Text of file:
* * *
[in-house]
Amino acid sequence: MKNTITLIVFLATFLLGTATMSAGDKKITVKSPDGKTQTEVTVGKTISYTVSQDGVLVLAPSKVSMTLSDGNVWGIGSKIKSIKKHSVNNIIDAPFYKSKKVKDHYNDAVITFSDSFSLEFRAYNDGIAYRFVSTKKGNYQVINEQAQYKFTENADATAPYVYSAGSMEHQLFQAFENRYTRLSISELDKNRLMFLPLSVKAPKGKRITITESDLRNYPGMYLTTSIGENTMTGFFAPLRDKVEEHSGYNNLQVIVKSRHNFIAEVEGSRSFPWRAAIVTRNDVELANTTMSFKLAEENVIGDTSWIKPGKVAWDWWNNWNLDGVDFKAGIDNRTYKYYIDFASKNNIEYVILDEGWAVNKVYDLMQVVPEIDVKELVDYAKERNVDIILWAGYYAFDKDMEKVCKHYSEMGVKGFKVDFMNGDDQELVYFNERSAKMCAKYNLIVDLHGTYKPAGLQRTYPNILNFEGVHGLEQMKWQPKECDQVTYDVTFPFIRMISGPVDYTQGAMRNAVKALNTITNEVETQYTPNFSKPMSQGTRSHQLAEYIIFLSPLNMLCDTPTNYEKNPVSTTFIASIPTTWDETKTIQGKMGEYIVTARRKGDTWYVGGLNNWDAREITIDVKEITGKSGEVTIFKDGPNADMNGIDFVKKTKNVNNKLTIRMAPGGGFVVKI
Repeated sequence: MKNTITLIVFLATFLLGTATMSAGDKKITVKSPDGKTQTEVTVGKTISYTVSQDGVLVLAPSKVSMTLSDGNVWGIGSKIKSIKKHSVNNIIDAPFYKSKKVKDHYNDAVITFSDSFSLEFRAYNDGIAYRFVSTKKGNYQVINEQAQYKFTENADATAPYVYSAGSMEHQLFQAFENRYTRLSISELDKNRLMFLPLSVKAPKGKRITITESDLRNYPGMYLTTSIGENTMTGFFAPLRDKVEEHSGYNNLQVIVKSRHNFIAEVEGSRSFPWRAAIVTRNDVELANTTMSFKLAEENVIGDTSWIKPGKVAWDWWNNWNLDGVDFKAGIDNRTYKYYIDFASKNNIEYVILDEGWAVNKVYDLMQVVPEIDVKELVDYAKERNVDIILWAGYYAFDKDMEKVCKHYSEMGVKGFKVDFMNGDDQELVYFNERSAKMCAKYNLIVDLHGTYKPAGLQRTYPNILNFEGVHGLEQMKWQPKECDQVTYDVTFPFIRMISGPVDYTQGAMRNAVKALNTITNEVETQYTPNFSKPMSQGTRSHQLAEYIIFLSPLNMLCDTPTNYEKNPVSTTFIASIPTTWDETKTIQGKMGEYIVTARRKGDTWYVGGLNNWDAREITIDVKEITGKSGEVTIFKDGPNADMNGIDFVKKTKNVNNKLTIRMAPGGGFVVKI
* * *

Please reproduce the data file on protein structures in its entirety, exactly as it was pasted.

[in-house]
Amino acid sequence: MKNTITLIVFLATFLLGTATMSAGDKKITVKSPDGKTQTEVTVGKTISYTVSQDGVLVLAPSKVSMTLSDGNVWGIGSKIKSIKKHSVNNIIDAPFYKSKKVKDHYNDAVITFSDSFSLEFRAYNDGIAYRFVSTKKGNYQVINEQAQYKFTENADATAPYVYSAGSMEHQLFQAFENRYTRLSISELDKNRLMFLPLSVKAPKGKRITITESDLRNYPGMYLTTSIGENTMTGFFAPLRDKVEEHSGYNNLQVIVKSRHNFIAEVEGSRSFPWRAAIVTRNDVELANTTMSFKLAEENVIGDTSWIKPGKVAWDWWNNWNLDGVDFKAGIDNRTYKYYIDFASKNNIEYVILDEGWAVNKVYDLMQVVPEIDVKELVDYAKERNVDIILWAGYYAFDKDMEKVCKHYSEMGVKGFKVDFMNGDDQELVYFNERSAKMCAKYNLIVDLHGTYKPAGLQRTYPNILNFEGVHGLEQMKWQPKECDQVTYDVTFPFIRMISGPVDYTQGAMRNAVKALNTITNEVETQYTPNFSKPMSQGTRSHQLAEYIIFLSPLNMLCDTPTNYEKNPVSTTFIASIPTTWDETKTIQGKMGEYIVTARRKGDTWYVGGLNNWDAREITIDVKEITGKSGEVTIFKDGPNADMNGIDFVKKTKNVNNKLTIRMAPGGGFVVKI
Repeated sequence: MKNTITLIVFLATFLLGTATMSAGDKKITVKSPDGKTQTEVTVGKTISYTVSQDGVLVLAPSKVSMTLSDGNVWGIGSKIKSIKKHSVNNIIDAPFYKSKKVKDHYNDAVITFSDSFSLEFRAYNDGIAYRFVSTKKGNYQVINEQAQYKFTENADATAPYVYSAGSMEHQLFQAFENRYTRLSISELDKNRLMFLPLSVKAPKGKRITITESDLRNYPGMYLTTSIGENTMTGFFAPLRDKVEEHSGYNNLQVIVKSRHNFIAEVEGSRSFPWRAAIVTRNDVELANTTMSFKLAEENVIGDTSWIKPGKVAWDWWNNWNLDGVDFKAGIDNRTYKYYIDFASKNNIEYVILDEGWAVNKVYDLMQVVPEIDVKELVDYAKERNVDIILWAGYYAFDKDMEKVCKHYSEMGVKGFKVDFMNGDDQELVYFNERSAKMCAKYNLIVDLHGTYKPAGLQRTYPNILNFEGVHGLEQMKWQPKECDQVTYDVTFPFIRMISGPVDYTQGAMRNAVKALNTITNEVETQYTPNFSKPMSQGTRSHQLAEYIIFLSPLNMLCDTPTNYEKNPVSTTFIASIPTTWDETKTIQGKMGEYIVTARRKGDTWYVGGLNNWDAREITIDVKEITGKSGEVTIFKDGPNADMNGIDFVKKTKNVNNKLTIRMAPGGGFVVKI